Know your goals, break them into chunks, start today…  I personally use the Full Focus Planner from Michael Hyatt and the Productive App on the iPhone. Love them both.  There is just something satisfying about having a plan and working it.

 

Though I Walk Through the Valley…

“Mountaintops inspire leaders but valleys mature them.”

Winston Churchill

This quote made me sit back and think and ask myself some tough questions.  Would I rather be on the mountain or in the valley?  Where am I now?  Which experiences have given me the greatest growth?  Well the obvious answer is that I want to be ON the mountain.  I mean we all would right?  But that is surface level and as I really challenged myself to think through this and what the implications were for me personally I realized that the pursuit of the mountain, while motivational and inspiring, haven’t been as personally or professionally impactful on me as my times in the valley.  I need the valley to push me out of my comfort zones, to get real and raw with myself and make the necessary changes to grow as a leader.

But the valley experience alone doesn’t create growth or maturity.  Upon more reflection  it dawned on me that even during tough times, even during periods of real challenge it is so important to always keep an eye on the horizon to the mountain in the distance.  It might seem so far away but it is critical to look up, check that it is still there and remind yourself of why you are pushing through the hard stuff to get out of the valley.

Rick Warren has one of my favorite quotes regarding overcoming pain (the valley).  In it he says “Your greatest ministry will likely come from your deepest pain.”  This strikes a chord for me on many levels.  Ultimately it is about how you can anchor your vision on  the mountain, your ministry, the future impact that you want to have on others, and then lean forward to embrace the suck and seek to wring every drop of learning from the experience of being in the valley.  I wouldn’t trade away a single valley experience.  They are just too important for growth.  “Even though I walk through the darkest valley, I will fear no evil…”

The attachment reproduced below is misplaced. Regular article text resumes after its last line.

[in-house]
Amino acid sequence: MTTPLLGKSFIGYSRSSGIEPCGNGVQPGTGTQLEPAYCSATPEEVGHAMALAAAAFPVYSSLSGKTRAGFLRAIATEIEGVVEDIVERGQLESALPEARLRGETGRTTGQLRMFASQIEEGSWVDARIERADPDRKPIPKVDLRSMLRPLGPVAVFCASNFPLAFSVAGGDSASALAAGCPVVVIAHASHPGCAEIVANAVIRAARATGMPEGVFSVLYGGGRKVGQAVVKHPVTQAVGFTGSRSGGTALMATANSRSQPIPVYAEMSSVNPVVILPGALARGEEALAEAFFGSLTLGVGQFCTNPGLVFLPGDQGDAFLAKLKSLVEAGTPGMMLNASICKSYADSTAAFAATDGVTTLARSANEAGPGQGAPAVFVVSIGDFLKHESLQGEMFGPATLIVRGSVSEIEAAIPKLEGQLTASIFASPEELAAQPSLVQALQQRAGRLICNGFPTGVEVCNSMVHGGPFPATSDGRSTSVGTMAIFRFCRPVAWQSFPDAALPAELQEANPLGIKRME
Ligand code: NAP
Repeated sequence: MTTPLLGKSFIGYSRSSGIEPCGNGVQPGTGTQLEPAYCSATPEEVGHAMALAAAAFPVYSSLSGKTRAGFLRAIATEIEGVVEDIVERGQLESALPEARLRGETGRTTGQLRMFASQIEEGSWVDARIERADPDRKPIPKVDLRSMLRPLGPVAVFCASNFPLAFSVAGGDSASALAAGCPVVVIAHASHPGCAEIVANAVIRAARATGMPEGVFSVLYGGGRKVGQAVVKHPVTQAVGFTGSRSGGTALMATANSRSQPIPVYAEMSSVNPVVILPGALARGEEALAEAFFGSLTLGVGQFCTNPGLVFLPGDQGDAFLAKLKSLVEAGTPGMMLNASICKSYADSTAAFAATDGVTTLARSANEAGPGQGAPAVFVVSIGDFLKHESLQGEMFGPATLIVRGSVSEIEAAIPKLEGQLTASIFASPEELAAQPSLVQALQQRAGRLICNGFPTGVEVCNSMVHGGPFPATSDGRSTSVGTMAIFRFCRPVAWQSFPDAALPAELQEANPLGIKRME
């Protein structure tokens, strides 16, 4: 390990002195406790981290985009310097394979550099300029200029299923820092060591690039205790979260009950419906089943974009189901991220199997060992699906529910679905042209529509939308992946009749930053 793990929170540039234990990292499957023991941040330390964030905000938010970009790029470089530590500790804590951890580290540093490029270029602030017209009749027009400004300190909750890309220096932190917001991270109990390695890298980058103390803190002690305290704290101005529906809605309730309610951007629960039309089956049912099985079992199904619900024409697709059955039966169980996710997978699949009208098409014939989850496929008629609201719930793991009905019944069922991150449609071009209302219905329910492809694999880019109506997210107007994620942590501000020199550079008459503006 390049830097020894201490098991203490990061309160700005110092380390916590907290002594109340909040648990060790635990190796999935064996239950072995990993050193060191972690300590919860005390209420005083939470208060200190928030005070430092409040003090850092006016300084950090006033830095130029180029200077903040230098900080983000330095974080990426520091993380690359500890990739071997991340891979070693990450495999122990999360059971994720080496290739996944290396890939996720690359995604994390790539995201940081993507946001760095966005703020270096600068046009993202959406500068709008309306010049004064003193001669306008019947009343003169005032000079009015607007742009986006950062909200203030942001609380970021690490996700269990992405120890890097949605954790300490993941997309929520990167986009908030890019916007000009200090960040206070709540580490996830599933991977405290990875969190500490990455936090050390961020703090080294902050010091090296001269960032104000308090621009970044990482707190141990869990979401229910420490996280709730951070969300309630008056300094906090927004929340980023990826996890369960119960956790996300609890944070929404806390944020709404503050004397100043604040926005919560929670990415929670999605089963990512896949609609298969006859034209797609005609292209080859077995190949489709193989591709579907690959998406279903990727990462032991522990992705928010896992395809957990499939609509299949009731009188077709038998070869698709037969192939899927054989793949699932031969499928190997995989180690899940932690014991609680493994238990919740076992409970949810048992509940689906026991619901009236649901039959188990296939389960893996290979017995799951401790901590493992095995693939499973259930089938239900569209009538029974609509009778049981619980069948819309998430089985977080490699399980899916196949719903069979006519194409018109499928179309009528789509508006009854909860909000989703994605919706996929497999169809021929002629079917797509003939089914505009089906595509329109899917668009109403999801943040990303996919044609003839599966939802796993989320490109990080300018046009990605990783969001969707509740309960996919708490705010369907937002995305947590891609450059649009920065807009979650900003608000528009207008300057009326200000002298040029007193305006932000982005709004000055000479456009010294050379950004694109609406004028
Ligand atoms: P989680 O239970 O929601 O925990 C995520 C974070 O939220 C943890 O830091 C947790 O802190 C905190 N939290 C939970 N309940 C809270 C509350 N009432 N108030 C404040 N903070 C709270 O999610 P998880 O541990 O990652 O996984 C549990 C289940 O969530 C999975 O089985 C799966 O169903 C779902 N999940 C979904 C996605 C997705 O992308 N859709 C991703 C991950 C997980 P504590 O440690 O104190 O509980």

Right between the eyes…

“No matter how good you think you are as a leader, my goodness, the people around you will have all kinds of ideas for how you can get better. So for me, the most fundamental thing about leadership is to have the humility to continue to get feedback and to try to get better – because your job is to try to help everybody else get better.” 

Jim Yong Kim

Someone once told me that as soon as soon as you profess “I am humble” you have ceased to be so in any way.  Humility is hard.  We all want to be good.  Heck with that, we want to be great!  But what does it mean to be great?  Is it all about doing it for me?  For I?  For the ego?  The self?  The pursuit of selfish endeavors or selfish gains?  That is the opposite of humility!  For me humility is the recognition that I still yet have a lot to learn.  That I will always have more to learn and that everyone can teach me something.

My Dad (who by the way is one of the greatest influences in my life from both a leadership and human character perspective) taught me when I was very young that the value of a person wasn’t measured in the car that they drove or the clothes that they wore.  Instead, the value of another man was measured entirely in how they treated other people.  Interesting right?!  The value of a human being measured not in what they have, but in what they give.  Respect.  Honor.  Dignity.  Compassion.  Service.  These are just some of the gifts that the greats give, regardless of the size of their bank account or their station in life.